How Do You Know
Brooks brings Type A personalities, but not his A game
Usually, any movie that asks us to believe that Reese Witherspoon plays for the US softball team would be a fantasy or a work of science fiction. In “How Do You Know,’’ Witherspoon actually looks the part. We don’t glimpse her character, Lisa, on the field, but she can be an athletic talker — curt, blunt, rushed. Lisa gets cut from the team; at 31, she’s been deemed too old. Now what?
This is a good start to an interesting comedy about a woman in crisis. But it just bounces her between two men. Lisa’s sport is softball. The movie’s is table tennis.
Lisa’s low moment is compounded by her acquaintance with George (Paul Rudd), a nice, soft-seeming executive who’s just found out he’s being indicted for securities fraud. They meet over the phone when he calls to cancel a blind date. Then they don’t stop running into each other. But she’s just moved in with Matty (Owen Wilson), a
James L. Brooks wrote and directed “How Do You Know,’’ and in addition to forgetting a question mark, he’s also misplaced his point. Rather than use romantic and familial relationships in order to tell us a story about how a corner of the world works — as he did with “Terms of Endearment’’ (mothers and daughters), “Broadcast News’’ (TV journalism), “I’ll Do Anything’’ (the movie business), “Spanglish’’ (parenting) — he’s decided to make a cute movie about banal transitional moments — the moment, apparently, you transition from a guy you sort of like to one you like a little more.
Brooks did the same with “As Good as It Gets,’’ a gimmicky, painfully mawkish movie in which Helen Hunt gave one heartbreaking speech about being broke. The movie was a hit, in part, because it showed us stubborn people learning to be a little more flexible. Really, that’s the tension in all of Brooks’s work. No one in American movies has written better Type A characters, the sort of people who cover their bathroom mirror in Post-Its the way Lisa does (she shares her name with the only ambitious character on “The Simpsons,’’ a show that, for decades, Brooks has produced). The experiment in the new movie is this: What happens when his Type A’s are forced out of their comfort zones? If only Brooks had managed to leave his. “How Do You Know’’ feels like a collection of scenarios he’s done better.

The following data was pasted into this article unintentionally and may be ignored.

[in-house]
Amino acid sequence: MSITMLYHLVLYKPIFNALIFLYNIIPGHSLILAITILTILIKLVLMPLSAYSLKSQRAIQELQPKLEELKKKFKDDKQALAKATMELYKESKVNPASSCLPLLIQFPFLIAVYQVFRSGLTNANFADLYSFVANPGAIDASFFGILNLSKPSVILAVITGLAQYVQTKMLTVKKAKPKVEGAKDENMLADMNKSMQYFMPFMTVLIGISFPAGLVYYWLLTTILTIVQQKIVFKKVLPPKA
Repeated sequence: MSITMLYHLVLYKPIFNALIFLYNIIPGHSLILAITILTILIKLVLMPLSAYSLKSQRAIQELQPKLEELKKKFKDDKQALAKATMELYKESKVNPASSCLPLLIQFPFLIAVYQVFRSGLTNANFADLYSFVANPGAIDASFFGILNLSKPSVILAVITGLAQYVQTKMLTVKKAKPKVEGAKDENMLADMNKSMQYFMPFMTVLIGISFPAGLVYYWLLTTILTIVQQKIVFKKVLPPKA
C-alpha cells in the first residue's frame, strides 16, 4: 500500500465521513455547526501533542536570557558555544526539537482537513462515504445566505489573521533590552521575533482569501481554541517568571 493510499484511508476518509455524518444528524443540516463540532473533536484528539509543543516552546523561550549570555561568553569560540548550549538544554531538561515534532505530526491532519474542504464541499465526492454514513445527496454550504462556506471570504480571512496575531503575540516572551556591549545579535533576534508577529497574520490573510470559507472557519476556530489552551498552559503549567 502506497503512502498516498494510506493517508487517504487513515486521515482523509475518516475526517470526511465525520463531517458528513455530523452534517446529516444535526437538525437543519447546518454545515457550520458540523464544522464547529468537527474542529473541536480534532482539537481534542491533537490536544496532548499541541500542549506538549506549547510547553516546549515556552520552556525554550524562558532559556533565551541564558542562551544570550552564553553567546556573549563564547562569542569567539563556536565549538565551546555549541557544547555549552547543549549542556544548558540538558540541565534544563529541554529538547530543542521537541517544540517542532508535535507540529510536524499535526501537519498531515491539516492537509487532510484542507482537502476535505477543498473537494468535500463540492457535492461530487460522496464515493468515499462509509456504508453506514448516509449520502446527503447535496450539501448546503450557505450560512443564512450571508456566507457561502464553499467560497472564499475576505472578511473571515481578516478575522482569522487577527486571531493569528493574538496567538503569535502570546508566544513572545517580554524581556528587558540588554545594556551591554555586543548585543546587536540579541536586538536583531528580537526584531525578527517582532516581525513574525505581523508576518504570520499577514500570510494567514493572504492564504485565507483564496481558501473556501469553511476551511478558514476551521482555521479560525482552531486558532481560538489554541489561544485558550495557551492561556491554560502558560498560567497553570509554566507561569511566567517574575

After George learns he might be indicted, he gets drunk at his townhouse and sings, into a lamp, along with Teddy Pendergrass’s “Turn Off the Lights’’ (“Let’s take a shower . . . together/ I’ll wash your body, you wash mine’’). It’s funny, but it’s also exactly what a bitter Albert Brooks did with “Midnight Train to Georgia’’ in “Broadcast News.’’ There that moment felt appropriately pathetic.
Later, when Lisa joins George for lunch in their first in-person meeting, it’s awkward. They’ve both just gotten their respective bad news. He wants to emote. She finds his chattiness exasperating and vetoes talking altogether. “Do you know I don’t know you?’’ she snaps. So they eat beside each other in silence. All of Brooks’s movies have a moment like this, in which a woman basically tells a man to shut it. This is the first time that exchange has felt false. George’s desperation to share his dilemma would seem to be what Lisa needs to take her mind off of hers. But Brooks is looking for the quirks in these people, and he’s located in Lisa a fear of emotional intimacy that the movie isn’t quite insightful enough to dramatize.
“How Do You Know’’ is operating in three different worlds — business, sports, and love. It’s not firmly planted in any. There’s also an involved subplot with George’s pregnant assistant (Kathryn Hahn). It’s a sign of Brooks’s lingering reputation that the studio allowed him to keep so many of these scenes. Rather than deepen this movie, they prolong it.
The film’s rumored $100 million budget might have hemmed Brooks in a bit. I don’t know where it went, either (does turning parts of Philadelphia into Washington cost that much?). Either way, the movie certainly takes no risks with it. Brooks has gone too broad. There’s a lot of cutesy business with overly punctual buses, chummy doormen, and a marriage proposal in a hospital. George’s father and boss (Jack Nicholson, a likable sleaze) lives in Matty’s building so, naturally, Lisa runs into George in the elevator.
Some of this is like middling Billy Wilder. Witherspoon, Wilson, and especially Rudd do good work, but their lightness here evokes decent network television, not two hours of big-screen romantic comedy. Brooks might have veered too far from who he knows. At 70, he’s writing characters at least 30 years younger than he is, but they feel like impressions of young people. And his stars each seem 10 years younger than they are. Prolonged youth might finally be robbing the movies of gravitas. You watch Lisa and George and fret. Where are the grown-ups?